Increase whole grains
Whole grain consumption is associated with a reduced cancer risk of the colorectum whereas refined grain intake is associated with an increased risk. The hypothesis is the high fibre content in whole grains may improve the stool quality and increase stool transit time reducing exposure to potential carcinogens. In addition the fibres act as prebiotics which promote cancer-protective microflora and their activities. Whole grains as opposed to refined grains are lower in their glycaemic index and have a less stimulatory effect on the release of insulin and insulin like growth factors (a cancer promoter in excess). Whole grains are also a rich source of methionine and folate that are important for DNA health as explained above.7
Selenium is an important CRC preventor. It is important in protecting DNA, inducing cancer cell death as well as having roles in immunity, thyroid function and insulin signalling. In locations where selenium is rich in the soil food sources include alfalfa, brazil nuts, cashews, eggs, organ meats, tuna, oysters, broccoli and onions. However, some soils are very selenium poor (as is the case in Australia) therefore selenium content in food may be minimal. In this case selenium supplementation is worth considering.
Increase calcium & Vitamin D
Calcium & Vitamin D have demonstrated anti-tumour activity. Calcium helps bind pro-carcinogenic substances in the colon and inhibits cell proliferation and promotes healthy cellular differentiation. Calcium supplementation may be preferable to high dairy consumption due to the high fat content of dairy and other possible issues such as estrogen content. CRC cancer is related to estrogen exposure although the mechanism is unclear. Other sources of dietary calcium include almonds, broccoli, buckwheat, egg yolk, figs, sesame seeds, turnips and green leafies.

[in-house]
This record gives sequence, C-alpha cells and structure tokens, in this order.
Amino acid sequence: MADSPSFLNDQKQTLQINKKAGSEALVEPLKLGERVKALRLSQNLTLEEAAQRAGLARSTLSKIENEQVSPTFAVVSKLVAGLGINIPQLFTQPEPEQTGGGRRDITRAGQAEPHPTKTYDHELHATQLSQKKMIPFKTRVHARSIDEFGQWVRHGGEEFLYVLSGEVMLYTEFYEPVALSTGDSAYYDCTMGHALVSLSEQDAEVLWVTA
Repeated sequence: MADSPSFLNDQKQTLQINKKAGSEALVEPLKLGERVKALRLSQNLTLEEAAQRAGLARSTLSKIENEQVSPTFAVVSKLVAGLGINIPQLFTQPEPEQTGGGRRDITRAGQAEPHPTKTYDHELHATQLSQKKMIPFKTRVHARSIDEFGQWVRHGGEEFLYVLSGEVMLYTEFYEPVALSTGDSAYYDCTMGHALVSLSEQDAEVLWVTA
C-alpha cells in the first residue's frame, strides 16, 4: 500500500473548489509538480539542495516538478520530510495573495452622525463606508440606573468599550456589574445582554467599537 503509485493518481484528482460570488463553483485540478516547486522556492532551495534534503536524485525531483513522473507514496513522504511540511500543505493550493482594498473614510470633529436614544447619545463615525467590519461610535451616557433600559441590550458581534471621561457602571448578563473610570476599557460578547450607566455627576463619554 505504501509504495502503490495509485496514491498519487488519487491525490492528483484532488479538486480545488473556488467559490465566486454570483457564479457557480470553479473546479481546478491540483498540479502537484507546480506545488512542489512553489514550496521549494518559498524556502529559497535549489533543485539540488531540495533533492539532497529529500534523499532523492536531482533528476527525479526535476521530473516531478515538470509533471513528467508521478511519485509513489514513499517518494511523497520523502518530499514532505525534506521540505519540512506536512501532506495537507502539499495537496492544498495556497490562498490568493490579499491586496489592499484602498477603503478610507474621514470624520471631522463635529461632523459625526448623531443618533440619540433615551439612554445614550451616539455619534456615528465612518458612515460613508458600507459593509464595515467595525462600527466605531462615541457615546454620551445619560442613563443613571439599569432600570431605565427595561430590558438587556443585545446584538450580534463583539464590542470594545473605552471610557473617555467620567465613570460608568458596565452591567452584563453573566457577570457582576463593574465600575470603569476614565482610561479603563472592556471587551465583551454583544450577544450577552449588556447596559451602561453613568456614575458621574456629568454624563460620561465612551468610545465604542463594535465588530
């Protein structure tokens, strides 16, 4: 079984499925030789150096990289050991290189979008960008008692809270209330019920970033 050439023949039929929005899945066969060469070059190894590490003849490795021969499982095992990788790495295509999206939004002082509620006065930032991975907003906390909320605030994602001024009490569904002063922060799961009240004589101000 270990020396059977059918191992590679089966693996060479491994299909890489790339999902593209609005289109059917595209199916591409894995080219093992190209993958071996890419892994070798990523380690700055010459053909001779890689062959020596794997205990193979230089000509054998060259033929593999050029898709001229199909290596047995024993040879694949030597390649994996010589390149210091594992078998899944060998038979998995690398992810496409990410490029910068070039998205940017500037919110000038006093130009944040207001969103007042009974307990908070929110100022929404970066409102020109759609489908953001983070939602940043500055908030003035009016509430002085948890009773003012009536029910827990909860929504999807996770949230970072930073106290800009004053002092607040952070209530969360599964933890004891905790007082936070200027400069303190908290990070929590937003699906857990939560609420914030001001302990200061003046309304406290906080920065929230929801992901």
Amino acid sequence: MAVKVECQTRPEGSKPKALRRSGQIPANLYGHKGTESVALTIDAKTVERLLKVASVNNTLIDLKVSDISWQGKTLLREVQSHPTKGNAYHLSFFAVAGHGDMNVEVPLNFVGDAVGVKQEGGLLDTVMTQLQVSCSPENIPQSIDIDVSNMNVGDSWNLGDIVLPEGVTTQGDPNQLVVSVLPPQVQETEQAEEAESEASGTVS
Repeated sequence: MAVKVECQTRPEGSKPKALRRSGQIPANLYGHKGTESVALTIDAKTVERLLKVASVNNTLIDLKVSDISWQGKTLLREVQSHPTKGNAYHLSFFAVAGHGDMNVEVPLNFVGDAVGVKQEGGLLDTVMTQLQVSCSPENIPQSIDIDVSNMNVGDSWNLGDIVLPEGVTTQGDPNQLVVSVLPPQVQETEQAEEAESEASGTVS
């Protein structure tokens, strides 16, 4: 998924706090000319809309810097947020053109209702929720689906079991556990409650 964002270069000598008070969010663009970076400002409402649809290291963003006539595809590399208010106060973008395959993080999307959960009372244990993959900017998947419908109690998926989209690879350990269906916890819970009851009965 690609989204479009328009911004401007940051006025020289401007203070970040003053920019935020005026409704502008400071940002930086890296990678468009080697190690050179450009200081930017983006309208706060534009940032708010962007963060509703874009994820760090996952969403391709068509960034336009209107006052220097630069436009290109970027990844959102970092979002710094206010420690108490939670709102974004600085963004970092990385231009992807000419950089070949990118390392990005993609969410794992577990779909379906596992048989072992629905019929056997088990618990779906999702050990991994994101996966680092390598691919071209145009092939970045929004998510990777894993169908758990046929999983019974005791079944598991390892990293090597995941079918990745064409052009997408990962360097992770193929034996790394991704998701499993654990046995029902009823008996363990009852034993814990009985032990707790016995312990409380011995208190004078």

Vitamin D also has demonstrated anticancer and immune boosting capacities and is often found to be low in the Australian population due to the “slip, slop, slap” anti-melanoma campaign and other factors. Even if you do get alot of sunlight you may be low as Vitamin D must be activated twice in the body and some people are not efficient in this conversion. It is advisable to check your blood levels and aim for a level over 100. Food sources are very limited and supplementation is recommended if you are low.
Aim for a plant based diet with a variety of vegetables, fruit, whole grains, nuts & seeds. Use animal product sparingly if at all – eggs, fish and a bit of dairy are ok if sourced from organic or low toxicity sources. Juice vegetables and a bit of fruit to get a big hit of anti-cancer nutrients daily but eat them raw and lightly cooked as well for the fibre. Consider a hair mineral analysis to assess your mineral status, particularly selenium if you live in Australia. Get your Vitamin D level checked and if low consider supplementation. According to the current research following these guidelines will help you avoid CRC or its recurrence.
1Vargas J, Thompson P Diet and Nutrient Factors in Colorectal Cancer Risk Nutr Clin Pract October 2012 vol. 27 no. 5 613-623
2 Chan AT, Giovannucci EL. Primary prevention of colorectal cancer. Gastroenterology. 2010;138(6):2029-2043.e2010.
3 Fung TT, Hu FB, Wu K, Chiuve SE, Fuchs CS, Giovannucci E. The Mediterranean and Dietary Approaches to Stop Hypertension (DASH) diets and colorectal cancer. Am J Clin Nutr. 2010;92(6):1429-1435
4Fuchs, M et al Sugar-sweetened beverage intake and cancer recurrence and survival in CALGB 89803 (Alliance);PLOSone.org; 2014 DOI 10.1371
5 Aune D, Lau R, Chan DSM, et al. Nonlinear reduction in risk for colorectal cancer by fruit and vegetable intake based on meta-analysis of prospective studies. Gastroenterology. 2011;141(1):106-118.
6 Slattery M et al, Carotenoids and colon cancer 1,2,3,4; Am J Clin Nutr 2000;71:575-582
7Grosso G et al, Mediterranean diet and cancer: epidemiological evidence and mechanism of selected aspects, BMC Surgery, 2013;13(Suppl):514